B is now so chuffed with himself when he produces the merest dribble on the potty that he cannot wait to tell whichever parent wasn’t in attendance to witness this stellar event.
The minute the last drips of urine emerge he’s off. “I’m going to tell Mummy!” he shouts as he heads for the stairs. With pants and trousers around his ankles he cranes around the bannister to annouce at the top of his voice: “Mummy! I did a great wee-wee!” – all wee-wees are “great” in B’s world irrespective of size or the trauma induced to get him to actually do it in the first place.
This was fine – it was quite endearing in fact. We certainly weren’t going to discourage him – rather he was pleased as punch with using the potty than not using it at all.
That was until we went on a Trans-Atlantic flight.
Toilets on planes are tiny!
I’ll be honest, I was dreading it. Two kids (one toddler and one babe in arms); crammed into a flying tube with no escape, limited toys and death stares from a couple of hundred other passengers everytime one of them made so much as a peep. Using a toilet on a plane, with a toddler hadn’t even crossed my mind – perhaps my mind was protecting me from exposure to this idea.
Then it happened. After several hours on the flight and many apple juices downed B must need the toilet now we thought. Bracing myself to ride out all his protests (better that than all of us sitting there around his wee-wet seat) I took him to the toilet.
Good grief plane toilets are small. You knew that – but they’re even smaller when you have to fit a toddler and a potty in too. But we managed it. With me perching half on the toilet and half in the sink I found a space on the floor for B’s potty (I daren’t risk the actual loo – those things are scary enough for grown-ups!).
B was magnificent. Not only did a wee emerge but after a spell of slightly purple faced pushing so did a poo which, I think, surprised both of us. The usual effusive shower of praise ensued. High fives all-round for this mid-air miracle.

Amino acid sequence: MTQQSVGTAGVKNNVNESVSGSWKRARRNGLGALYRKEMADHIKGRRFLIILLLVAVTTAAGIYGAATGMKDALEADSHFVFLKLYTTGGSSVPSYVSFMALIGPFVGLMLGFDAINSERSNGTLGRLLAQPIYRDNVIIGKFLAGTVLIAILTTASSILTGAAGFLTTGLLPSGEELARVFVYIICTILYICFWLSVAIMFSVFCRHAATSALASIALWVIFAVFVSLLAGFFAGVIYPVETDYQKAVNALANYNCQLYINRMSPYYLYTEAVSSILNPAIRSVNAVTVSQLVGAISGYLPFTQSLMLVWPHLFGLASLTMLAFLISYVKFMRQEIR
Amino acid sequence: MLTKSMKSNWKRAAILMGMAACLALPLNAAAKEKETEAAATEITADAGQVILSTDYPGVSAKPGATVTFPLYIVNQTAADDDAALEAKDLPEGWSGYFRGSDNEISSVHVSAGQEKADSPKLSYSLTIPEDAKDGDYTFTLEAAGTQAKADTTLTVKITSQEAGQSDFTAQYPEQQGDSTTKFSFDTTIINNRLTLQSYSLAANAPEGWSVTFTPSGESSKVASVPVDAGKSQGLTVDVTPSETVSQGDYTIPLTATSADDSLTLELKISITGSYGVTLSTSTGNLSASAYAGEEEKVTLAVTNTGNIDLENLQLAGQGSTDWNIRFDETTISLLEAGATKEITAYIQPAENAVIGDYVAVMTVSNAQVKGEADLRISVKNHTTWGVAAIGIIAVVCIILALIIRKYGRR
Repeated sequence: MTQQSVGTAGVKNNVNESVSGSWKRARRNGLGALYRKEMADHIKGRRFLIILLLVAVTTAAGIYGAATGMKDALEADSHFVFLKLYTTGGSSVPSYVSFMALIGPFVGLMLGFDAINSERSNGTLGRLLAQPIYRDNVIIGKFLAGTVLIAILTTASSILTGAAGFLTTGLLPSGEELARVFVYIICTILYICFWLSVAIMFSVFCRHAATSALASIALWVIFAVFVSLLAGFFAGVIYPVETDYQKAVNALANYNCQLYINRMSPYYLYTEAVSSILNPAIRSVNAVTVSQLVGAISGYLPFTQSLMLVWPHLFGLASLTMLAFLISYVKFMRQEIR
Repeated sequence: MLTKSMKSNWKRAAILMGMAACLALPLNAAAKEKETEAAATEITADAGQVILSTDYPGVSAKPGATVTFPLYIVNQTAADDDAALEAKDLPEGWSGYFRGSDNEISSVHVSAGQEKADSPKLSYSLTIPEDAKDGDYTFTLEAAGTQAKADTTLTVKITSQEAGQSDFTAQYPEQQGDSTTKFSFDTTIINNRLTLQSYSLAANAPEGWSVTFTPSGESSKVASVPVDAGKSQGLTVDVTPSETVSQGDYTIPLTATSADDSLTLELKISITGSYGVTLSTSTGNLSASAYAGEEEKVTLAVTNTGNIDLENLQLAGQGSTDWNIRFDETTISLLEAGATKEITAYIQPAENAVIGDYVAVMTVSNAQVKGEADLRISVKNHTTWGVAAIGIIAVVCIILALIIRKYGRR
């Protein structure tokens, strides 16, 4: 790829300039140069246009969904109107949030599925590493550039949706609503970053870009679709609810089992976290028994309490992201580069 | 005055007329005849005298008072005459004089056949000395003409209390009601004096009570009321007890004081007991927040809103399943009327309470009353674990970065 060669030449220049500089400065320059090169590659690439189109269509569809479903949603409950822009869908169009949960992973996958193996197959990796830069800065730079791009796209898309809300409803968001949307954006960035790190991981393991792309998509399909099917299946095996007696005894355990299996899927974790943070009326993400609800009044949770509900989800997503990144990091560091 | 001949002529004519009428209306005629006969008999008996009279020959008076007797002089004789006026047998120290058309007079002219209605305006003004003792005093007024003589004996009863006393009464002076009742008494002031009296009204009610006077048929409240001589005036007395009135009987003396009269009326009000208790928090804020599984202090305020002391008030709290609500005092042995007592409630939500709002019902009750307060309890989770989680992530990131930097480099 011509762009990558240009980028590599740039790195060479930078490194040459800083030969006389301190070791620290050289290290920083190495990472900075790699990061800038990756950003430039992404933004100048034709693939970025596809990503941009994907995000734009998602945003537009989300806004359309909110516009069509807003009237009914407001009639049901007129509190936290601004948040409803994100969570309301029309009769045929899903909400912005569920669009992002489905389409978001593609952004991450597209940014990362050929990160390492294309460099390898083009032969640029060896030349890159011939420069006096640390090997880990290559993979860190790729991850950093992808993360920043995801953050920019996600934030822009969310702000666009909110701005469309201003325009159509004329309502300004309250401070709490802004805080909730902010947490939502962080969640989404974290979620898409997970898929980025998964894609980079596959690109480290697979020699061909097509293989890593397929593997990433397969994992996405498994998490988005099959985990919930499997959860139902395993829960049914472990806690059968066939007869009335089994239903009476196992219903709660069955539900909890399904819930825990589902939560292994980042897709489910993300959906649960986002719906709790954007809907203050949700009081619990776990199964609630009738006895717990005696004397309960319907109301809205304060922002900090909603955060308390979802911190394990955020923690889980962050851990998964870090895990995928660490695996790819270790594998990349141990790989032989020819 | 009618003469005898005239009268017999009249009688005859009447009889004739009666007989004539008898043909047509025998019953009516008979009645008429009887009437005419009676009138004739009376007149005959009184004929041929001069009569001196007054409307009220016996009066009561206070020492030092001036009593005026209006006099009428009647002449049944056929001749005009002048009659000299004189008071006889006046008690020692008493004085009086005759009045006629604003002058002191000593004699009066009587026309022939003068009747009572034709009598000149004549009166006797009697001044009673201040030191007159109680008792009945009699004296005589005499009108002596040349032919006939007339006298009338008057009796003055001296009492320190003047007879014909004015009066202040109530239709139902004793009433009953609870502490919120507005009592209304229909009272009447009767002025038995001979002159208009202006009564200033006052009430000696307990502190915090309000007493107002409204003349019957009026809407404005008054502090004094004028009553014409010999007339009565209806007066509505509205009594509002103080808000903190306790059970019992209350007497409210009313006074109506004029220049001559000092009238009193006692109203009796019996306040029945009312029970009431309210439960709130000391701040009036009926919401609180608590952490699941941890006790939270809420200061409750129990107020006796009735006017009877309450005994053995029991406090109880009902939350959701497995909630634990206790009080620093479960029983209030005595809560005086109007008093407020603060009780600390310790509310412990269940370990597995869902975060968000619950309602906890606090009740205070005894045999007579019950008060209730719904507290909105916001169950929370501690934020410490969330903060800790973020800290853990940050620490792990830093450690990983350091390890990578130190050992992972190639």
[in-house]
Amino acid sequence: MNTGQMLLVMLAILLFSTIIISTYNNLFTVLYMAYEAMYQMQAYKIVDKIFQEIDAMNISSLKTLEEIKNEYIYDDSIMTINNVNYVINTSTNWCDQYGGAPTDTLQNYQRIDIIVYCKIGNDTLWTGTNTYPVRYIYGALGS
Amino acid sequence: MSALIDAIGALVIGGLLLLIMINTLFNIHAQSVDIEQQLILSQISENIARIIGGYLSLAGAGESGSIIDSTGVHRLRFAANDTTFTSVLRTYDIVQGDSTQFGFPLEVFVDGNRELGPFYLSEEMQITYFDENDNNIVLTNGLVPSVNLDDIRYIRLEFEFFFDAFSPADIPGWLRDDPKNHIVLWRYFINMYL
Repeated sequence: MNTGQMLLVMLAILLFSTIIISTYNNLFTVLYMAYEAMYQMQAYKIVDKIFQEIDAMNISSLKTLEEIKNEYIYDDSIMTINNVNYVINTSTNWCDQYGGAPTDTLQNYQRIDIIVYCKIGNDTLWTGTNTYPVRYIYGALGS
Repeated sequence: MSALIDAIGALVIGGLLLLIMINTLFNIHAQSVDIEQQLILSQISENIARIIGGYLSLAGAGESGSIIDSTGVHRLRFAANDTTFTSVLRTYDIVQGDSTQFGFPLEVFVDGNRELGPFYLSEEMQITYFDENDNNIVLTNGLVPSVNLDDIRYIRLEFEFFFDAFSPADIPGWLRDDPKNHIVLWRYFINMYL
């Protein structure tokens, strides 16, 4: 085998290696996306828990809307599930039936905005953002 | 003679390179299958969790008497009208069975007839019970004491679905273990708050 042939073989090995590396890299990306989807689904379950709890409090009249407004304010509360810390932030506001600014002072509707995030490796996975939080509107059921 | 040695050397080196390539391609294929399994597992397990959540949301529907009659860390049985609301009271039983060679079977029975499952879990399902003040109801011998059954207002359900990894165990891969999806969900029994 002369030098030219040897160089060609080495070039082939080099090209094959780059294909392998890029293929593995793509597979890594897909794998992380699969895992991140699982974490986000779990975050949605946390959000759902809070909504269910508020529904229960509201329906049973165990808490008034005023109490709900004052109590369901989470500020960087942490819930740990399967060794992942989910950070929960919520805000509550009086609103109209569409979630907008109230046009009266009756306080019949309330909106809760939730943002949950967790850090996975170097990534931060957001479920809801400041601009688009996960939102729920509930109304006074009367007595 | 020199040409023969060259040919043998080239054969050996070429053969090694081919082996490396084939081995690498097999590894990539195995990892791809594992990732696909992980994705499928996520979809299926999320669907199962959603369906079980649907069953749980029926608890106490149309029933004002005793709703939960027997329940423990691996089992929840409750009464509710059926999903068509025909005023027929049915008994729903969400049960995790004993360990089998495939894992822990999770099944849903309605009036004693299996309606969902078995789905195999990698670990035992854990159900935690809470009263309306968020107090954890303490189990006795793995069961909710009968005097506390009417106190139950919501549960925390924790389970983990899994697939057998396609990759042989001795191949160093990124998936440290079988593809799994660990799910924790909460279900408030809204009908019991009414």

We were both looking very pleased with ourselves as we trotted back to our seats. It was then that B saw his Mummy and the inevitable happened. “Mummy! I did a great wee-wee and a great poo-poo!” he bellowed at maximum volume.
Mummy was, of course, as delighted as I was. The many passengers within earshot, probably less so.
I’m back… and I’m sure you’ve all missed me terribly. Yes, all three of you dear, dear readers.
To explain my absence, my Daddy experience now extends to two children. Boy number two was born in early April and after two blissful weeks of paternity leave spending time with the new arrival, my older son (still not used to saying that!) and my wife – I’m back.
I’m back at work, I’m back writing my blog and back leaving the largest share of the childcare to my hardworking wife. Despite huge waves of love and adoration for the new arrival (let’s call him ‘S’ for ease of writing); renewed love for older son ‘B’ (babies are great but two-year-olds are so much more interactive!) – my wife is vying to be top of the tree herself.
There’s nothing like the wonder of childbirth to refresh your memory about just how fantastic a woman can be. I’ll spare her the embarassment of sharing the details online but suffice to say: she was nails. Massive amounts of respect due and (I hope) delivered.